Movie Review: “Fantastic Beasts: The Crimes of Grindelwald”

One of the biggest problems with “Fantastic Beasts and Where to Find Them,” the first of the Harry Potter universe prequel movies, is that it isn’t telling the story it wants the audience to think it’s telling.  Or, rather, it is telling the main story, but it all is an excuse for the “twist” ending.  Think of it like “The Hobbit,” where the ring is what brings about other, bigger, books, but is a small part of the narrative of that particular book.

“The Hobbit,” however, can get away with this, because it is a great story in and of itself. “Fantastic Beasts and Where to Find Them” can’t claim anything like that.  It is a story that never really feels worth the telling and while the other story, the Grindelwald one, might be it isn’t the one we get.

Ah, but the new movie, the second in the prequels, still from director David Yates, “Fantastic Beasts:  The Crimes of Grindelwald,” has the promise right there up front.  This is the movie about the Grindelwald and his evilness and the bad guy before Voldemort was the bad guy and Dumbledore’s history and so much more.  Again, however, that is not the movie we get.

Grindelwald (Johnny Depp) most certainly has an evil plan here in the new film, written again by J.K. Rowling, but to accomplish his goal he mostly just sits around and waits.  He is interested in Credence (Ezra Miller) and wants to do evil things with him, but he knows that he’ll have his opportunity if he just does nothing for the vast majority of the running time.

Narratively speaking, that is not very compelling.

So, instead, Newt Scamander (Eddie Redmayne) is back front and center, hunting down Grindelwald with Jacob (Dan Fogler), looking for Tina (Katherine Waterston) and Queenie (Alison Sudol), and always a couple of steps behind (yes, a couple of steps behind the guy who is just sitting there doing nothing).  

Redmayne is, again, brilliant as Scamander.  He beautifully inhabits this character, making him so full of quirks and bashfulness that he is a an absolute pleasure to watch on screen.  “The Crimes of Grindelwald” is a bad movie, but without Redmayne it is an atrocious one.

Over and over again, the audience is offered up cute little hints about things that everyone has heard of from the Harry Potter stories.  Newt’s brother, Theseus (Callum Turner), is marrying Leta Lestrange (ZoëKravitz).  Yes, that Lestrange family!  There is a woman who turns into a snake named Nagini (Claudia Kim).  Yes, that Nagini!  Nicholas Flamel (Brontis Jodorowsky) puts in an appearance.  Yes, that Nicholas Flamel!  There are a couple of shots of a young Professor McGonagall. Yes, that McGonagall!  

That last really is just a very quick thing, but Lestrange, Nagini, and Flamel are not.  They are there repeatedly in the film and none has very much going on.  There is little, if any reason to give them those names or even include them in the movie, except to wink to the other Harry Potter stories and to offer little indications of what might happen down the line with these stories.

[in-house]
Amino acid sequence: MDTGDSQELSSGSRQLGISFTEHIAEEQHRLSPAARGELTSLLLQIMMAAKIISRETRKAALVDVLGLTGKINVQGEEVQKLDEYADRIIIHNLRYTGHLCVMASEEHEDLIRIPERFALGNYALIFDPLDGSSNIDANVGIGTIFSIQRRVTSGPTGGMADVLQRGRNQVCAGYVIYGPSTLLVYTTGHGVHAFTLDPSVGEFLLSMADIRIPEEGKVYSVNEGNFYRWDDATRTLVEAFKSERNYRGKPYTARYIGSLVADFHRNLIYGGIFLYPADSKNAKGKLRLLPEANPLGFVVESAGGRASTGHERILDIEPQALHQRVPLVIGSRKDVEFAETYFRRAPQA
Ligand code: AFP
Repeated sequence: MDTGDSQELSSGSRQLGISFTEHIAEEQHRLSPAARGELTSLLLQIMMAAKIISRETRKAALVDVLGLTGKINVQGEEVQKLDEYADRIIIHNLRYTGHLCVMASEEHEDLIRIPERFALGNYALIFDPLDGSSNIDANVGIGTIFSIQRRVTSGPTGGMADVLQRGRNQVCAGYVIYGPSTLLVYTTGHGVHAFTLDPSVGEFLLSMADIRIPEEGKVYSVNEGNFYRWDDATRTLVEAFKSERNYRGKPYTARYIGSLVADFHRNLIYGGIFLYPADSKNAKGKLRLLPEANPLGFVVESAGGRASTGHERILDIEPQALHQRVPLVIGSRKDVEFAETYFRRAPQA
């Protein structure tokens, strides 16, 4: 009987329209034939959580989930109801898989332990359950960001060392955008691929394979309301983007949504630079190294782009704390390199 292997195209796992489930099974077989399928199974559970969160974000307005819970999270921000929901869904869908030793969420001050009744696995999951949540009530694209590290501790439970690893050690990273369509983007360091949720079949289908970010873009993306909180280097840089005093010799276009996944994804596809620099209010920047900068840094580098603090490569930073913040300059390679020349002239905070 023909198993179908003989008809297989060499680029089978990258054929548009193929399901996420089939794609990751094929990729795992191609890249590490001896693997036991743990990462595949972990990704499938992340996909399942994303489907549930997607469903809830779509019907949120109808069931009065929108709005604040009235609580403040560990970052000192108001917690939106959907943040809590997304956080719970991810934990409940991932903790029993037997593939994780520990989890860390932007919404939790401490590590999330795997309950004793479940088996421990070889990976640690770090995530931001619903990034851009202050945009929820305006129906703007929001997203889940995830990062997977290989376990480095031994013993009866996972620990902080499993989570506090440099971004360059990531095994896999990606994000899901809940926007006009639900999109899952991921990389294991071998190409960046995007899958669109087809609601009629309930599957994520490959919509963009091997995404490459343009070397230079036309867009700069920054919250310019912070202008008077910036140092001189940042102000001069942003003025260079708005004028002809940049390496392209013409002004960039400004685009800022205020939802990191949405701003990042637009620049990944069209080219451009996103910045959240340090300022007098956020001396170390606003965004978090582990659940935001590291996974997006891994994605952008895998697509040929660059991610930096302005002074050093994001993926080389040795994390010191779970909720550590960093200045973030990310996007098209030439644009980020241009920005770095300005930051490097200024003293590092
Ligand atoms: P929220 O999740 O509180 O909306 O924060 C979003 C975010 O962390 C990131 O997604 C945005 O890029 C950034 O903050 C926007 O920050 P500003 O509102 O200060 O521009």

That, in a nutshell, is the main issue with this movie – it is barely a movie.  There is so little story here and it’s stretched out to more than two hours.  Will the characters mentioned the previous paragraph be important to the third movie?  Maybe, but there’s little reason for them to be here now.  Will Credence actually prove to be in any way relevant?  Maybe, but here he just scowls in confused fashion the whole time.  Will Grindelwald actually do something in that movie?  Maybe, but he does nothing here.  Will Dumbledore (Jude Law) actually have something to do in the next movie?  Maybe, but he does nothing here.  Flamel? There is simply no reason to introduce him as a character.  He could be relevant down the line though, we’ll see!

Even Yates’ direction is lacking “Crimes of Grindelwald.”  An opening action sequence is overly dark except for the incredibly bright flashes of lightning, causing some in the audience to close their eyes.  It is full of quick cuts and awkward shots that are almost incomprehensible.  The big battle at the end isn’t big, which is fine, but it’s incredibly reliant on CG instead of characters and isn’t terribly interesting in any way.  One of the best visual moments is in Newt’s basement, where he keeps much of his menagerie, but that feels like little more than an expanded version of the suitcase bit from the previous film and has no relevance on what is supposed to be the main story.

“Fantastic Beasts: The Crimes of Grindelwald” is a massive, overly-long, placeholder of a film.  It exists solely in order to have the next movie, which is bad in and of itself but worse because the previous movie solely exists in order to have this one.  Perhaps, eventually, they will get down to business and give us whatever story it is they are working towards in this series.  The question is whether the audience will still be around to watch.


photo credit: Warner Bros

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